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Dr. Deborah Birx, coordinator of the White House coronavirus task force, speaks at a press conference along with Gov. John Bel Edwards, right, and LSU interim President Tom Galligan, left, after one of several roundtable discussions with LSU officials and others, Wednesday, Sept. 23, 2020 in the LSU Foundation Training Room.

As Republican legislators angle to take Democratic Gov. John Bel Edwards down a couple of notches, a group headed by the aide who led his reelection campaign announced a six-figure television advertising campaign underlining how President Donald Trump’s White House supports the COVID-19 restrictions that the GOP majority find so dyspeptic.

A Stronger Louisiana’s first video ad highlights the response to the COVID-19 pandemic. It features comments by Vice President Mike Pence and Dr. Deborah Birx who praised the state’s response.

“We are in the midst of the worst pandemic this country has seen in more than 100 years,” said Richard Carbo, of A Stronger Louisiana. “State leaders have worked across the aisle to respond to this crisis and keep Louisianans safe. Despite those efforts, some legislators have worked to make things harder and put politics before protecting the people of the state.”

Carbo was manager of Edwards’ successful reelection campaign last year. But the 2019 elections also sent wave of Republicans, many very conservative and heavily supported by business and energy interests, into the Legislature. The GOP holds enough seats in the state Senate to override a gubernatorial veto and are two shy of the necessary two-thirds in the Louisiana House.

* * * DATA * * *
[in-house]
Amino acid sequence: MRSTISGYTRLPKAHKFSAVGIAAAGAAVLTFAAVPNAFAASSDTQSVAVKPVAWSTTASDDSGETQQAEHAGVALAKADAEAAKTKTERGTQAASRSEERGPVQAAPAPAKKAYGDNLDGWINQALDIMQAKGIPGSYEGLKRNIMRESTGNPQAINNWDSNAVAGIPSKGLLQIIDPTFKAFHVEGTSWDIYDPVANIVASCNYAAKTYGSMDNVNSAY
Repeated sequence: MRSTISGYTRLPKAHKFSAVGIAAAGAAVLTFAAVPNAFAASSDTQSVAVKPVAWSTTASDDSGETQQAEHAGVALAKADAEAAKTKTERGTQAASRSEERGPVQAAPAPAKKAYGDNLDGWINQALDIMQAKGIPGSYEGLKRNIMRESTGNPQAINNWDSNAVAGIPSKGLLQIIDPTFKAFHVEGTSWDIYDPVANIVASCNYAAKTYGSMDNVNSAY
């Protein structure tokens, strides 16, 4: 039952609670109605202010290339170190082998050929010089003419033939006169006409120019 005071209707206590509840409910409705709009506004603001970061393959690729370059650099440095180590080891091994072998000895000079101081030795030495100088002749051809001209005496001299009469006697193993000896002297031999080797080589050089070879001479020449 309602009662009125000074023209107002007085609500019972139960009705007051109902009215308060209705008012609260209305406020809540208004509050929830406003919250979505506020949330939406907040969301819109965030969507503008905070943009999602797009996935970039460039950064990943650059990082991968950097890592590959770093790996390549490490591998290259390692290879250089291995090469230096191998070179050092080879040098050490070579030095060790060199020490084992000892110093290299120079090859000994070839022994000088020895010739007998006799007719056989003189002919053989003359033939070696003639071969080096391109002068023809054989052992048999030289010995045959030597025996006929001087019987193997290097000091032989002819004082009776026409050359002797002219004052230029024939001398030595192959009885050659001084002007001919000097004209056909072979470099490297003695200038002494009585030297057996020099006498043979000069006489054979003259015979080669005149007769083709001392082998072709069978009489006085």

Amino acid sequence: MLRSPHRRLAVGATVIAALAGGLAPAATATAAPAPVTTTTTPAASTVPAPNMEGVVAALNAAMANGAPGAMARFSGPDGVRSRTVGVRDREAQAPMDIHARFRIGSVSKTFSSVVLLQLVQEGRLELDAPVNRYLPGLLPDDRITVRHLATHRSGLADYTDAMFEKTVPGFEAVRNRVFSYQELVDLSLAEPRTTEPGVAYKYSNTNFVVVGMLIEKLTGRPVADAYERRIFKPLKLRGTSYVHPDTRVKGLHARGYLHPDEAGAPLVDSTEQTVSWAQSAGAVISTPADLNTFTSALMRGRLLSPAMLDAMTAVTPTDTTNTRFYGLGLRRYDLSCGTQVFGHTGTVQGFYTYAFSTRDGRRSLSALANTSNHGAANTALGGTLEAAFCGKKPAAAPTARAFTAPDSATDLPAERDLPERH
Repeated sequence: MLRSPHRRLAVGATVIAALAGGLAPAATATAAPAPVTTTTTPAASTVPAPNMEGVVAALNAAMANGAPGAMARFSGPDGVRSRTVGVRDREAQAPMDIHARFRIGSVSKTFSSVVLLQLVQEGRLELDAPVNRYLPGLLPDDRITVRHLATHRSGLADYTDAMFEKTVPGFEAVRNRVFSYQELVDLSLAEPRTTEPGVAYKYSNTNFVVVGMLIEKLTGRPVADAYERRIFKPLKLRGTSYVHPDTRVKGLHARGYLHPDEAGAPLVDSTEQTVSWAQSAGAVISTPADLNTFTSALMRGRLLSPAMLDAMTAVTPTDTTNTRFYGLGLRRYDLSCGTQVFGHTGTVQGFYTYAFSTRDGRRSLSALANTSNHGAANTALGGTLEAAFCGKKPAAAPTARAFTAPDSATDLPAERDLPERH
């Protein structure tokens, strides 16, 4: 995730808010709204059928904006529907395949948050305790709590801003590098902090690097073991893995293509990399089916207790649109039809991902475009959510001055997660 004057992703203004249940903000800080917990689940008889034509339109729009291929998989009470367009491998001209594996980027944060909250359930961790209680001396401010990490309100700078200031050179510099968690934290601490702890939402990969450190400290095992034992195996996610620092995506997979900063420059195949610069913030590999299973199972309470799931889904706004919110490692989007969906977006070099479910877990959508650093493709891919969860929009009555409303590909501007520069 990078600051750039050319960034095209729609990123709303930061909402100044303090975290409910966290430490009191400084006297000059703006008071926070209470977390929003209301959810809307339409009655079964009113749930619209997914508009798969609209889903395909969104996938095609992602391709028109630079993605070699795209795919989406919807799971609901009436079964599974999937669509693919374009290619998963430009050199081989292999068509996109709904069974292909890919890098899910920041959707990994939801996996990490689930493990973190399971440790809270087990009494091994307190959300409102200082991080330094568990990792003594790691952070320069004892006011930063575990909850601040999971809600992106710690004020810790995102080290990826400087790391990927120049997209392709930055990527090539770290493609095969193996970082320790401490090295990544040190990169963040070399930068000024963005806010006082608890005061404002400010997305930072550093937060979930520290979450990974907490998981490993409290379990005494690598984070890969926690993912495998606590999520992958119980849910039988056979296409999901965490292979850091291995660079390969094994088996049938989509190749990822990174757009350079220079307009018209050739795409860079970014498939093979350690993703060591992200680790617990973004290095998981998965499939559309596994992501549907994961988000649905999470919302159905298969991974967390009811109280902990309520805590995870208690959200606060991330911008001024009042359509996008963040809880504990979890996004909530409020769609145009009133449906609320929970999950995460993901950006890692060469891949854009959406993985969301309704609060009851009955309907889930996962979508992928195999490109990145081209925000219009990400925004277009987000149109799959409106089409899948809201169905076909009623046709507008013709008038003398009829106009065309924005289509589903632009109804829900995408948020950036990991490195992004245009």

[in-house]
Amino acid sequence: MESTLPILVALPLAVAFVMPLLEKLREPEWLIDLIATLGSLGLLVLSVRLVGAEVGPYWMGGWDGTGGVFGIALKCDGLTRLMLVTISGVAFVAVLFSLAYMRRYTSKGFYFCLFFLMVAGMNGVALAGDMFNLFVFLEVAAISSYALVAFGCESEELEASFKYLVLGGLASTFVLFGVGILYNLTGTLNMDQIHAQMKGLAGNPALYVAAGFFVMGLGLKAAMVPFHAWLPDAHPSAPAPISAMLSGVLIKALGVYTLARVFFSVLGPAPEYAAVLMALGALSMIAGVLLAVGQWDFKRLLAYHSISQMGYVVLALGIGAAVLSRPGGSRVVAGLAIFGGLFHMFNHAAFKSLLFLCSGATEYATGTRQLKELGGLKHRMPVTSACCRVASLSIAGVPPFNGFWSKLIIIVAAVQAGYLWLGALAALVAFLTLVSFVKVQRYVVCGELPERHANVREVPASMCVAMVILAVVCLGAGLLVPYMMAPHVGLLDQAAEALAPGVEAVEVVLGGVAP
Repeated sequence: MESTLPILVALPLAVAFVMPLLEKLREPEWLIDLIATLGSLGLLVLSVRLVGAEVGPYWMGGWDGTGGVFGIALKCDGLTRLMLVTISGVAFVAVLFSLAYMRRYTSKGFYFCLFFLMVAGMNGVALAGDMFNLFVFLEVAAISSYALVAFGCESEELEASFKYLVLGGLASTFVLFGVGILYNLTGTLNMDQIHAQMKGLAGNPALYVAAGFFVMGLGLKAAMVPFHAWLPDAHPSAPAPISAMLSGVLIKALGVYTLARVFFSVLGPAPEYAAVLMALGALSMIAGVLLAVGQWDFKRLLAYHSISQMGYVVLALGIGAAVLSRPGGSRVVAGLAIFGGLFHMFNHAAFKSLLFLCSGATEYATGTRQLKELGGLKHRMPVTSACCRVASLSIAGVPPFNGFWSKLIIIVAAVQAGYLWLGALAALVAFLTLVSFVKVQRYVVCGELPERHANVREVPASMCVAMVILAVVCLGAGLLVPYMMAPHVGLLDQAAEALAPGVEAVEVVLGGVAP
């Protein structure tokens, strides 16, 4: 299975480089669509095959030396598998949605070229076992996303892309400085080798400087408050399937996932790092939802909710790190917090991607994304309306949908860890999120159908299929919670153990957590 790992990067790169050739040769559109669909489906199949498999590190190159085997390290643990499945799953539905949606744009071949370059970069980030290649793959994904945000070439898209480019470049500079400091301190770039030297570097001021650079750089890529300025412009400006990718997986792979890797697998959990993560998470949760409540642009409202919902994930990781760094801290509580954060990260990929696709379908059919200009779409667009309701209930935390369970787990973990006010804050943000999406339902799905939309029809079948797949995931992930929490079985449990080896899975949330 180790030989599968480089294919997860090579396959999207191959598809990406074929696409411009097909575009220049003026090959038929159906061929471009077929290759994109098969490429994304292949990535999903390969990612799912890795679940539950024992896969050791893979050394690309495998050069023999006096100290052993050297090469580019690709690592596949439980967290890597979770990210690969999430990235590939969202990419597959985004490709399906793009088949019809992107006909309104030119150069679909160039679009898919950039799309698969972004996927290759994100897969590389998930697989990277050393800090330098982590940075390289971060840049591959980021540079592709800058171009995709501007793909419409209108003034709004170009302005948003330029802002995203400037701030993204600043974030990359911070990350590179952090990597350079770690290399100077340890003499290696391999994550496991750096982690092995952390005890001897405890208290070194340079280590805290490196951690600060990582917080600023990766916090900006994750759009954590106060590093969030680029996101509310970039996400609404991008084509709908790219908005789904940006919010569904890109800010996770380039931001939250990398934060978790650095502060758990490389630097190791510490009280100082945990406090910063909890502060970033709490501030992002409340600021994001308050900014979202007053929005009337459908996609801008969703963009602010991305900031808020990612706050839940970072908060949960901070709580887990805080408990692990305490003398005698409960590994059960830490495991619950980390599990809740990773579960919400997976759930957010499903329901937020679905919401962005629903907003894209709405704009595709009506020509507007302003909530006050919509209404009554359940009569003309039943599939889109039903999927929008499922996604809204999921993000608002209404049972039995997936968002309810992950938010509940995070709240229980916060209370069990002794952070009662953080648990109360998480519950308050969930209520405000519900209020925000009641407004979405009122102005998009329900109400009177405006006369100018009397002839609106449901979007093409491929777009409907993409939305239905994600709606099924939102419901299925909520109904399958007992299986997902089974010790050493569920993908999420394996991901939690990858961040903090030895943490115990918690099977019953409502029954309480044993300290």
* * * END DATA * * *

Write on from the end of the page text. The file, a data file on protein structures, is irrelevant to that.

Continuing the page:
Republicans in the Louisiana House Friday approved eight proposals that would restrict or suspend emergency powers granted a governor, in this case the only blue splotch in 1,700-mile red blanket across the Deep South. GOP reps note that the eight measures make slightly different attacks on the same objective but only the variations that have the greatest support and are tactically viable will be pursued.

If the bill that would change law lands on Edwards’ desk and is vetoed, as presumably a measure ceding executive power to the legislative branch would be, the governor has 12 days after receiving the legislation to return his rejections and his reasons under Revised Statute 24:10(B). Legislators would want that veto message in hand while they are still in session, so they wouldn’t have to convene again to attempt an override.

The unscheduled session, specially called by the Republicans, began last Monday and must end by 6 p.m. Oct. 27.

A resolution would circumvent the governor’s desk but would only suspend a law – in this case the one that allows the governor to call an emergency – for a year or so. A constitutional amendment, which also doesn’t need the governor’s assent, would be a more permanent change, but requires two-thirds assent in both chambers as well as a majority of the state’s voters.

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